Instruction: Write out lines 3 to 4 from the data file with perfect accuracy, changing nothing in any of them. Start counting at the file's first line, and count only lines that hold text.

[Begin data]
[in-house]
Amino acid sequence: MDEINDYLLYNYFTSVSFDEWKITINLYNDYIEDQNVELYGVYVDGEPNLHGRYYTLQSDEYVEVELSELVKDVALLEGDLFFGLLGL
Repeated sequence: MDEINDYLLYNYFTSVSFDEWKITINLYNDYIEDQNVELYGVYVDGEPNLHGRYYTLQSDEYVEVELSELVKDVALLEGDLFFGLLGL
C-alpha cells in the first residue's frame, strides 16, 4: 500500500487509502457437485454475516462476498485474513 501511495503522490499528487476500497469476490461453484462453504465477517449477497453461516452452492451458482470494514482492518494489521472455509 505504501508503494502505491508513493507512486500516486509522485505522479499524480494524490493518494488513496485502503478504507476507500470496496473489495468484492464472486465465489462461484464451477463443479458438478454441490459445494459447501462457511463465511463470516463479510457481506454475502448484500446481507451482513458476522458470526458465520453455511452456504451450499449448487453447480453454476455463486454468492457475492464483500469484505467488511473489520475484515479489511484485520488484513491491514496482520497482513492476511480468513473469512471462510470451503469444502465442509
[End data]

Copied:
Repeated sequence: MDEINDYLLYNYFTSVSFDEWKITINLYNDYIEDQNVELYGVYVDGEPNLHGRYYTLQSDEYVEVELSELVKDVALLEGDLFFGLLGL
C-alpha cells in the first residue's frame, strides 16, 4: 500500500487509502457437485454475516462476498485474513 501511495503522490499528487476500497469476490461453484462453504465477517449477497453461516452452492451458482470494514482492518494489521472455509 505504501508503494502505491508513493507512486500516486509522485505522479499524480494524490493518494488513496485502503478504507476507500470496496473489495468484492464472486465465489462461484464451477463443479458438478454441490459445494459447501462457511463465511463470516463479510457481506454475502448484500446481507451482513458476522458470526458465520453455511452456504451450499449448487453447480453454476455463486454468492457475492464483500469484505467488511473489520475484515479489511484485520488484513491491514496482520497482513492476511480468513473469512471462510470451503469444502465442509